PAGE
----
What the Design District has: a great dive bar/bowling alley (Bowlounge), a fantastic craft beer bar (Meddlesome Moth), a perfect neighborhood coffee shop (Ascension) and a bevy of the city's best restaurants (Town Hearth, Wheelhouse, Sassetta, El Bolero, Rodeo Goat and Ferris Wheelers, to name a half-dozen). What the Design District doesn't have: overwhelming crowds, stumbling drunks or — for the most part — scooters on the damn sidewalk. Gather ye rosebuds and head to the west side of I-35 while ye may.

Robert Redford publicly announced The Old Man and the Gun as his last film, and the last story he wanted to tell was that of affable and gentlemanly bank robber and serial prison escapee Tucker Forest. Redford brought the script to Dallas-based (and Disney director) filmmaker David Lowery, who assembled a dream cast including Sissy Spacek, Danny Glover, Tom Waits, Casey Affleck and Elizabeth Moss. The film puts its audience through an awkwardly conflicted moment of moral introspection as we root for the bad guy to get away with crime. It's a beautiful piece of filmmaking told through Lowery's austere style, with impeccable scoring by fellow Dallasite Daniel Hart.

Roderick Pullum

The phenomenon that is May May Graves has been wowing audiences throughout the area since making her way into the local drag and burlesque circuit in 2015. Confidence and stage presence may be prerequisites for drag performers, but Graves has those attributes on a level that's transcendent within her craft. Graves has built a massive following, which has allowed her to pursue other ventures in the entertainment industry. Graves released an industrial punk album in July 2018 called Monsters. She's also a highly sought-after event host, but fair warning: Graves as an MC is essentially a stand-up comedian. The only thing that's more blue than her make-up and outfits is her sense of humor. On the second Thursday of every month, Graves produces Qweird at The Nines. The show blends the genres of drag and burlesque while intentionally pushing the boundaries of what audiences come to expect from both.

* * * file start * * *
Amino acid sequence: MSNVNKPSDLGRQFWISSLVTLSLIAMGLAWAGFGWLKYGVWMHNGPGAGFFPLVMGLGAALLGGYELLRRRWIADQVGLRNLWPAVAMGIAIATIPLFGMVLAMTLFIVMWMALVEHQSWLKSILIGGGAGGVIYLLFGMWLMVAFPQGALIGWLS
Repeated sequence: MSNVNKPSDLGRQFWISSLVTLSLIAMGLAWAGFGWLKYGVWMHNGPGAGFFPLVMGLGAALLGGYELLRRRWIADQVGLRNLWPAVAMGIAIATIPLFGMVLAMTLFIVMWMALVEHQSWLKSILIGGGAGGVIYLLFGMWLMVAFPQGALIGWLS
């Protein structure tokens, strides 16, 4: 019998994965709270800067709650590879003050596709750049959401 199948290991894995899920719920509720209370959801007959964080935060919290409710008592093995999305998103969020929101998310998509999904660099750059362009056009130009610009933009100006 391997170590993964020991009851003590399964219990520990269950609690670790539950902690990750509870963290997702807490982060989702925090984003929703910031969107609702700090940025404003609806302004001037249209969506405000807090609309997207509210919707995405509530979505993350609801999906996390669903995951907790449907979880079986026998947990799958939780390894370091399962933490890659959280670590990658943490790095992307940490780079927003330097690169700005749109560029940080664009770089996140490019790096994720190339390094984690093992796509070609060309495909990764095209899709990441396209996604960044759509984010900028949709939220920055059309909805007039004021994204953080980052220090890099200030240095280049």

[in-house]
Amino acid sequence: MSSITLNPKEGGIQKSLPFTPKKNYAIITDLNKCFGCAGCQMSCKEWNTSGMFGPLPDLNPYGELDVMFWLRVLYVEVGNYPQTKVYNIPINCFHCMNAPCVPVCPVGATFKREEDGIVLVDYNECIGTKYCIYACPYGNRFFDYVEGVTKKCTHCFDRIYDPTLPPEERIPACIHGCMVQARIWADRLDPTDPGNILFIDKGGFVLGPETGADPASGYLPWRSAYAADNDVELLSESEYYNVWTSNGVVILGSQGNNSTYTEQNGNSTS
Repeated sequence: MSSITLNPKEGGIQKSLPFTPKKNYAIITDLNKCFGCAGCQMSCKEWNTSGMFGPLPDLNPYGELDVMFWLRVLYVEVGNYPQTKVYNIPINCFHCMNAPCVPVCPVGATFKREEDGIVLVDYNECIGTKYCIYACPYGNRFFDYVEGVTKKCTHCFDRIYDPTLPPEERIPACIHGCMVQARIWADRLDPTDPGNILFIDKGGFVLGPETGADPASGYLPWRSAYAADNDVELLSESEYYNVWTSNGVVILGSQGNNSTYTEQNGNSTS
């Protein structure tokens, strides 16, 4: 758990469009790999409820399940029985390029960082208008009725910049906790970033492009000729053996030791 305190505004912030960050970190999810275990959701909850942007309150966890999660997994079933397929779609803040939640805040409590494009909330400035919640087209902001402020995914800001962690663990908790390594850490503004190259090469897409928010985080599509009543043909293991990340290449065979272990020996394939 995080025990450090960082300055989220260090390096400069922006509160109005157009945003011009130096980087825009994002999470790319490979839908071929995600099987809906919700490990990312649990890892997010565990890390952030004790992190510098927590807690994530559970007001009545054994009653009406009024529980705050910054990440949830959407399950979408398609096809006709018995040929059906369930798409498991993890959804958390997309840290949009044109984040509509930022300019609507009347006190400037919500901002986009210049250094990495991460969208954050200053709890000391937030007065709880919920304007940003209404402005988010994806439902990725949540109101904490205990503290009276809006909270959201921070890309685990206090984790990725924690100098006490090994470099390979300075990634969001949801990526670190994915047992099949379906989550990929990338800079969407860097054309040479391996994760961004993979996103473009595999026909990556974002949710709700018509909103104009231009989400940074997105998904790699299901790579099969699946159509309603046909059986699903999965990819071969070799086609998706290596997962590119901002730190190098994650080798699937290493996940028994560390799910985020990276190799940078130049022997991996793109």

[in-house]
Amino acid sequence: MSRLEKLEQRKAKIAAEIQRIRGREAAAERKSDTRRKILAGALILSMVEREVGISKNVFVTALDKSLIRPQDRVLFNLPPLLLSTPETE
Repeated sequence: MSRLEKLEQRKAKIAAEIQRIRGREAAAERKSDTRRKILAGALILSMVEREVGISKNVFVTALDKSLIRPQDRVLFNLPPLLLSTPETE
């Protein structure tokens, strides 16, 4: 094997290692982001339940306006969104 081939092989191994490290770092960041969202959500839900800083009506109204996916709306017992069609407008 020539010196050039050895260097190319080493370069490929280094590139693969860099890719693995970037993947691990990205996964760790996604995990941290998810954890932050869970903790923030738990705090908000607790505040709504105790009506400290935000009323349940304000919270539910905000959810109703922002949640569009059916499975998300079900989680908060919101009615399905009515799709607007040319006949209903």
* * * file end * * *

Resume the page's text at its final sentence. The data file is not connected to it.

Brian Maschino

For 20 years, U.S. Rep. Pete Sessions was untouchable. Then, suddenly, in 2018, he wasn't. Counting on local distaste for President Donald Trump and Dallas' rapidly changing demographics to push them to victory, four Democrats threw their hats in the primary ring. Colin Allred, a civil rights attorney and former NFL player, won the right to take on Sessions. In the general election, Allred repeatedly hammered the incumbent on healthcare, a winning issue in North Dallas, and cruised to victory by six points. Sessions blamed his loss on California residents moving to Dallas, but Allred beat him on the issues.

Opened by entrepreneur brother-sister team Rachel and Alex Fox, The Refuge is a city haven for meditation. The Foxes are Dallas natives and SMU alums who spent time in California then decided to bring a bit of Los Angeles meditation practice to Texas. Located in Deep Ellum, The Refuge's classes take place in an airy, high-ceiling loft space decorated with local art, crystals and candles. A seemingly industrial scene becomes serene in the presence of their welcoming, diversely trained teachers. The Refuge offers a full schedule of classes, ranging from a quick but effective 30 to 50 minutes, all within the realm of meditation and self-care. One of those offerings includes therapeutic yoga, which allows for hands-on, personal mental and physical renewal. Others are their sound and essential oil baths, which seek to send students into deep, restful relaxation. It's the ultimate place of self-care for an overworked generation.

4140 Commerce St. , No. 202,